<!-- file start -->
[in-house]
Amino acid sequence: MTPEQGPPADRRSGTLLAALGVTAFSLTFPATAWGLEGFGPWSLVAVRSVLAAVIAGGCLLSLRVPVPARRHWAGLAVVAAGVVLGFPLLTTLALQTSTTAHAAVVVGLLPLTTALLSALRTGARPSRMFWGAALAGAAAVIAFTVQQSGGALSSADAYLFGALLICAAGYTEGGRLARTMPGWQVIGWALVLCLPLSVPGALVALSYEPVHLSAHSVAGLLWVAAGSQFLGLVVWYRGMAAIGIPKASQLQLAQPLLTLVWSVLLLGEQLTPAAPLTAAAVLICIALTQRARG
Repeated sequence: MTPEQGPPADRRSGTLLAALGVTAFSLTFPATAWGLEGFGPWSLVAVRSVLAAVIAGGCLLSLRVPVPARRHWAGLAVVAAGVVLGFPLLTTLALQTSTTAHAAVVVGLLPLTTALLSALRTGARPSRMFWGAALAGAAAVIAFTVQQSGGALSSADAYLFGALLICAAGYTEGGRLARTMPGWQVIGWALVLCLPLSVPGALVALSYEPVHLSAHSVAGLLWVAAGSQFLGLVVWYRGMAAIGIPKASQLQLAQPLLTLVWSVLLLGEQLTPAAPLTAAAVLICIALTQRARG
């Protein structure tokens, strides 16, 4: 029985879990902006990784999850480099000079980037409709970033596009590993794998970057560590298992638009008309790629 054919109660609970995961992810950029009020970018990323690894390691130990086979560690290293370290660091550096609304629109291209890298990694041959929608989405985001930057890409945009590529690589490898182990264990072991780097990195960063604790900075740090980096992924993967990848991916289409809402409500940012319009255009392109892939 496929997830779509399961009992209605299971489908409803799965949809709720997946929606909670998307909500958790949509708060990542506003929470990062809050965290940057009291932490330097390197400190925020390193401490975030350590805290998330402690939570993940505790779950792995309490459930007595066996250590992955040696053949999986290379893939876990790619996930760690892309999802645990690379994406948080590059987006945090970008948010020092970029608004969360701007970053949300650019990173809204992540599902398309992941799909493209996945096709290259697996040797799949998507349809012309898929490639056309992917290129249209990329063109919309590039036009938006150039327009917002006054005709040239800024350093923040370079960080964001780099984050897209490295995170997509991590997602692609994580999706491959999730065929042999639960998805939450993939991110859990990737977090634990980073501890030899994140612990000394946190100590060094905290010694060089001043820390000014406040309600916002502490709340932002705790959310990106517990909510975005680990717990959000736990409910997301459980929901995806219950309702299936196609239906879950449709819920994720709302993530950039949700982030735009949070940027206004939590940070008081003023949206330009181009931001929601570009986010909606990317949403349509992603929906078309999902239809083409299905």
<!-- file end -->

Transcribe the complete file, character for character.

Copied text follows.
[in-house]
Amino acid sequence: MTPEQGPPADRRSGTLLAALGVTAFSLTFPATAWGLEGFGPWSLVAVRSVLAAVIAGGCLLSLRVPVPARRHWAGLAVVAAGVVLGFPLLTTLALQTSTTAHAAVVVGLLPLTTALLSALRTGARPSRMFWGAALAGAAAVIAFTVQQSGGALSSADAYLFGALLICAAGYTEGGRLARTMPGWQVIGWALVLCLPLSVPGALVALSYEPVHLSAHSVAGLLWVAAGSQFLGLVVWYRGMAAIGIPKASQLQLAQPLLTLVWSVLLLGEQLTPAAPLTAAAVLICIALTQRARG
Repeated sequence: MTPEQGPPADRRSGTLLAALGVTAFSLTFPATAWGLEGFGPWSLVAVRSVLAAVIAGGCLLSLRVPVPARRHWAGLAVVAAGVVLGFPLLTTLALQTSTTAHAAVVVGLLPLTTALLSALRTGARPSRMFWGAALAGAAAVIAFTVQQSGGALSSADAYLFGALLICAAGYTEGGRLARTMPGWQVIGWALVLCLPLSVPGALVALSYEPVHLSAHSVAGLLWVAAGSQFLGLVVWYRGMAAIGIPKASQLQLAQPLLTLVWSVLLLGEQLTPAAPLTAAAVLICIALTQRARG
């Protein structure tokens, strides 16, 4: 029985879990902006990784999850480099000079980037409709970033596009590993794998970057560590298992638009008309790629 054919109660609970995961992810950029009020970018990323690894390691130990086979560690290293370290660091550096609304629109291209890298990694041959929608989405985001930057890409945009590529690589490898182990264990072991780097990195960063604790900075740090980096992924993967990848991916289409809402409500940012319009255009392109892939 496929997830779509399961009992209605299971489908409803799965949809709720997946929606909670998307909500958790949509708060990542506003929470990062809050965290940057009291932490330097390197400190925020390193401490975030350590805290998330402690939570993940505790779950792995309490459930007595066996250590992955040696053949999986290379893939876990790619996930760690892309999802645990690379994406948080590059987006945090970008948010020092970029608004969360701007970053949300650019990173809204992540599902398309992941799909493209996945096709290259697996040797799949998507349809012309898929490639056309992917290129249209990329063109919309590039036009938006150039327009917002006054005709040239800024350093923040370079960080964001780099984050897209490295995170997509991590997602692609994580999706491959999730065929042999639960998805939450993939991110859990990737977090634990980073501890030899994140612990000394946190100590060094905290010694060089001043820390000014406040309600916002502490709340932002705790959310990106517990909510975005680990717990959000736990409910997301459980929901995806219950309702299936196609239906879950449709819920994720709302993530950039949700982030735009949070940027206004939590940070008081003023949206330009181009931001929601570009986010909606990317949403349509992603929906078309999902239809083409299905």